The power of the keys is Jesus’ death and resurrection. He was crucified for our sins and raised for our justification. His death answered the Law’s accusation. His death paid the price for our liberty. His death conquered Sin by becoming Sin and conquered Death by submitting to Death. His resurrection is our justification, indeed the world’s justification. Humanity has died and risen in the death and resurrection of Jesus. The fight is over, the battle won.

Last week, I mentioned briefly those Japanese soldiers on remote Pacific islands who were still fighting World War II long after it was ended. Peace had been declared. The war was over. The fighting had ceased. And yet in the minds of these soldiers, the war was still going on and they were still fighting an enemy that was no longer an enemy. Someone had to go to these soldiers and tell them that peace had broken out, that enemies had laid down their arms, that the war was finally over.

That’s what the post-Easter phase of Christ’s work is all about. His work of redemption is done. “It is finished.” Humanity, the world, is reconciled to God in the death of His Son. But the news has to travel from the open tomb to ears. Faith comes by hearing. Peace and the Spirit and forgiveness all come through the Word, that sharp two-edged sword from the mouth of Christ through the mouth of His apostles and His church’s ministry to the ears of the world.

Jesus never made a grand world appearance upon rising from the dead. That’s how you and I would have orchestrated it. That’s how the world operates. The basketball or football team wins the championship and they have a big public parade in front of all the television cameras and thousands of adoring fans. The victorious army marches through the streets with bands and flags and confetti. But Jesus simply appears to a handful of eyewitnesses – to Mary, to a couple of disciples on the road to Emmaus, to the eleven in the upper room, to Thomas, to seven disciples on the Sea of Tiberius. In 1 Corinthians 15, the apostle Paul states that Christ also appeared to James and all the apostles, to over 500 people at one time, and last of all to Paul himself on the Damascus road. Enough eyewitnesses to make a credible case but not much of a parade.

He could have appeared to the world in all His glory, as He did in this vision to John on the island of Patmos. But the Lord’s ways aren’t our ways. He has a different plan. You tell them. You proclaim the victory. That’s what the word “evangelize” originally meant – to tell the good news of victory in the battlefield to the king. That’s what Phidipedes reportedly did when he ran from the battlefield of Marathon to Athens to tell the king, “You won! You’ve conquered!” And then he dropped dead.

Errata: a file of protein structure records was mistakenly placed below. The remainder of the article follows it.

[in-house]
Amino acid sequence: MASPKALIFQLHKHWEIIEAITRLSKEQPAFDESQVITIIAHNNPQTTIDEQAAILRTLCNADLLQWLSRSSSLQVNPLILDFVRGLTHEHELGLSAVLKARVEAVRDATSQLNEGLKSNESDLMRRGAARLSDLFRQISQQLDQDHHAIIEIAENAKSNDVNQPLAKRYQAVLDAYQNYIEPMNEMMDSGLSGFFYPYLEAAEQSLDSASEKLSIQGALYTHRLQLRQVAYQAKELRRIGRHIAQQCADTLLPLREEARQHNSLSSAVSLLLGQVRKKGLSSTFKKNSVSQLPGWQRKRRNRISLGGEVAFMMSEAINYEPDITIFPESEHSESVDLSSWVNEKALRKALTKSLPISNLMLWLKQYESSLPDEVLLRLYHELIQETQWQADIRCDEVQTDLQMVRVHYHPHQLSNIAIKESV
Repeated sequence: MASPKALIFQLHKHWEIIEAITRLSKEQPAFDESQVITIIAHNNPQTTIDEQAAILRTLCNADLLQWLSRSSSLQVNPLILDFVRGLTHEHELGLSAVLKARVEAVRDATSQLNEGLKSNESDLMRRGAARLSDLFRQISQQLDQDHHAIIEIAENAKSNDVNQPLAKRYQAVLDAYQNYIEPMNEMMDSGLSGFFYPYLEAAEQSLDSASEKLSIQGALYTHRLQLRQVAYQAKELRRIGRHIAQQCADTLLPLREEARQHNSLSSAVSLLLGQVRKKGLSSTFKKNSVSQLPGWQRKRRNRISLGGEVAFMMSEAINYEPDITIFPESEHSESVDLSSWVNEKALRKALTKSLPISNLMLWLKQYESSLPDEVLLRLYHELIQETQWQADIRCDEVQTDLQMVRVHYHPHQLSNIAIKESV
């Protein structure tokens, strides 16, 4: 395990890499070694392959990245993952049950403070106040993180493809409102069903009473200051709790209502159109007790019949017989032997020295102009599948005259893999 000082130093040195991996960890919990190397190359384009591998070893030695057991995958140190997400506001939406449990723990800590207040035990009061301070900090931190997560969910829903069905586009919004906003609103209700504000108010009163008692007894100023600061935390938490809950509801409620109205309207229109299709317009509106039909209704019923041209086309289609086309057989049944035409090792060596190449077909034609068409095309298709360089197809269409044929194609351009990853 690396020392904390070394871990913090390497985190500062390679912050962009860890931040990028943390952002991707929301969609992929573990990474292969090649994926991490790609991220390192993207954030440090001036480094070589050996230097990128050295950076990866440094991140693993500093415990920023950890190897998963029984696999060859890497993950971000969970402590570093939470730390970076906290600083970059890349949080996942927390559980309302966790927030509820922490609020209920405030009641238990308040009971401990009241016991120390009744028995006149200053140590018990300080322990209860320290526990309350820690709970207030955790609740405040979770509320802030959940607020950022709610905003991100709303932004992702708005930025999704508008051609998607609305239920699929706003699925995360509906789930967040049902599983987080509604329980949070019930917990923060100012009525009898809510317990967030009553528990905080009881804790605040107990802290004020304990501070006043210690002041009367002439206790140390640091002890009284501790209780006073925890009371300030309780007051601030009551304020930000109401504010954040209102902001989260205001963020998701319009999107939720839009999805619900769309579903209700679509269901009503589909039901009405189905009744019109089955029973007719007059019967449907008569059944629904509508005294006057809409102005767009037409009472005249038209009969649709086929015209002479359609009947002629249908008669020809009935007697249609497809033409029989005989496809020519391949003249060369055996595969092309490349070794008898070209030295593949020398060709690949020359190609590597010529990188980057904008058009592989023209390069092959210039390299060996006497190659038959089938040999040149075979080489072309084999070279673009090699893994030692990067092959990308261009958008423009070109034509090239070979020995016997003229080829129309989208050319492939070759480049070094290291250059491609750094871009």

The news of the king’s victory is always left to messengers. The angels first told the women the great good news of Jesus’ resurrection. “He’s not here! He is risen!” They told the disciples, who didn’t believe them at first. The disciples told Thomas who wasn’t with them that first evening of the resurrection. Jesus said His “I won” on the cross with His dying “it is finished,” and now the church and her ministry declare “He won!” by the Spirit-ed breath of Christ.

He holds the keys to Death and Hades. He frees the prisoners. He binds sin and death and the old Adam. He opens the kingdom of heaven, He forgives, He feeds, He renews, He strengthens the new You in Him. You may have your doubts, as Thomas did. You may be skeptical of what happened that fateful morning nearly 2000 years ago. You may question in your mind those eyewitnesses, five hundred plus. You may be fearful of Sin, Death, and the Law camped out at your door. Fear not. Peace be with you. See the wounds, the Body, the Blood. Hear the cleansing words, “I forgive you all of your sins.” Know that you’ve been died for, that you are dead to all that binds you, that your life is hidden with Christ in God. Stop disbelieving and believe. “Blessed are those who have not seen, and yet believe.” That’s you. You are blessed not to see and yet to see by faith.

You too will see one day. You will see what John saw that Lord’s Day on the island of Patmos. But unlike John, you will not see through the eyes of a fearful sinner but through the resurrected eyes of a saint. And the vision will not be terrifying but glorious and beautiful.

“Fear not,” says your Lord. “I am the first and the last, and the living one. I died, and behold I am alive forevermore, and I have the keys of Death and Hades.”

In the name of Jesus,